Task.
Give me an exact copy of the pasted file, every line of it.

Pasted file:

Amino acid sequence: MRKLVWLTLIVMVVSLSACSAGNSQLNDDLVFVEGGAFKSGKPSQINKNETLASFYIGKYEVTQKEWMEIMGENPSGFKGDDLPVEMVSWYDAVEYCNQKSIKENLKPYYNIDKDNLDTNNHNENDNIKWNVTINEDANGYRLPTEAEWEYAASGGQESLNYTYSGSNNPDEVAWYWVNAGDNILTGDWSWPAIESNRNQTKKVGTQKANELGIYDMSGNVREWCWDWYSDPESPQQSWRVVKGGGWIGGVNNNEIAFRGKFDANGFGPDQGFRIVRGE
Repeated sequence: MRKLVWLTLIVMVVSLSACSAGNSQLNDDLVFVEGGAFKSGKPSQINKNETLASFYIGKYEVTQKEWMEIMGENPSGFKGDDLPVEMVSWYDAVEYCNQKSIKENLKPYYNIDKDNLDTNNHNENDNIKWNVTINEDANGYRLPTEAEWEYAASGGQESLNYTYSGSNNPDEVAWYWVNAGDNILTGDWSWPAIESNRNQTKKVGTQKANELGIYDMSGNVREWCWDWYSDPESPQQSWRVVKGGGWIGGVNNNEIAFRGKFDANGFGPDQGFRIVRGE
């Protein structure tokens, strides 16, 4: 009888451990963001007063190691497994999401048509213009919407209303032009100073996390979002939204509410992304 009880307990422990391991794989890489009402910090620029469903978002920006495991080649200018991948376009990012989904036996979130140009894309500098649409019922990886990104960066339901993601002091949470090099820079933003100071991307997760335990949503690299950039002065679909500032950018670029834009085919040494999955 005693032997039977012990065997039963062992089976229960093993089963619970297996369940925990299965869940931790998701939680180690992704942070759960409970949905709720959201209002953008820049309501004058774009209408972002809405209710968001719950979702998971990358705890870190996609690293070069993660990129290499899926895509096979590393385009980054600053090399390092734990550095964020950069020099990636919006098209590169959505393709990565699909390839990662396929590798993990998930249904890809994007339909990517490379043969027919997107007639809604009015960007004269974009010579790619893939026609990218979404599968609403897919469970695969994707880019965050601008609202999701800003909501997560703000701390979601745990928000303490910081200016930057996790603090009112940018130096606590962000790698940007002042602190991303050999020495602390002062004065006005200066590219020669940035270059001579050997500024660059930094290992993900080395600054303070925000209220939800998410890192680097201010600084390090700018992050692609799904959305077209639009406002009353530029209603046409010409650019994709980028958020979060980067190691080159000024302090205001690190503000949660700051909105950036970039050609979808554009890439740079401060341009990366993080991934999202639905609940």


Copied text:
Amino acid sequence: MRKLVWLTLIVMVVSLSACSAGNSQLNDDLVFVEGGAFKSGKPSQINKNETLASFYIGKYEVTQKEWMEIMGENPSGFKGDDLPVEMVSWYDAVEYCNQKSIKENLKPYYNIDKDNLDTNNHNENDNIKWNVTINEDANGYRLPTEAEWEYAASGGQESLNYTYSGSNNPDEVAWYWVNAGDNILTGDWSWPAIESNRNQTKKVGTQKANELGIYDMSGNVREWCWDWYSDPESPQQSWRVVKGGGWIGGVNNNEIAFRGKFDANGFGPDQGFRIVRGE
Repeated sequence: MRKLVWLTLIVMVVSLSACSAGNSQLNDDLVFVEGGAFKSGKPSQINKNETLASFYIGKYEVTQKEWMEIMGENPSGFKGDDLPVEMVSWYDAVEYCNQKSIKENLKPYYNIDKDNLDTNNHNENDNIKWNVTINEDANGYRLPTEAEWEYAASGGQESLNYTYSGSNNPDEVAWYWVNAGDNILTGDWSWPAIESNRNQTKKVGTQKANELGIYDMSGNVREWCWDWYSDPESPQQSWRVVKGGGWIGGVNNNEIAFRGKFDANGFGPDQGFRIVRGE
């Protein structure tokens, strides 16, 4: 009888451990963001007063190691497994999401048509213009919407209303032009100073996390979002939204509410992304 009880307990422990391991794989890489009402910090620029469903978002920006495991080649200018991948376009990012989904036996979130140009894309500098649409019922990886990104960066339901993601002091949470090099820079933003100071991307997760335990949503690299950039002065679909500032950018670029834009085919040494999955 005693032997039977012990065997039963062992089976229960093993089963619970297996369940925990299965869940931790998701939680180690992704942070759960409970949905709720959201209002953008820049309501004058774009209408972002809405209710968001719950979702998971990358705890870190996609690293070069993660990129290499899926895509096979590393385009980054600053090399390092734990550095964020950069020099990636919006098209590169959505393709990565699909390839990662396929590798993990998930249904890809994007339909990517490379043969027919997107007639809604009015960007004269974009010579790619893939026609990218979404599968609403897919469970695969994707880019965050601008609202999701800003909501997560703000701390979601745990928000303490910081200016930057996790603090009112940018130096606590962000790698940007002042602190991303050999020495602390002062004065006005200066590219020669940035270059001579050997500024660059930094290992993900080395600054303070925000209220939800998410890192680097201010600084390090700018992050692609799904959305077209639009406002009353530029209603046409010409650019994709980028958020979060980067190691080159000024302090205001690190503000949660700051909105950036970039050609979808554009890439740079401060341009990366993080991934999202639905609940």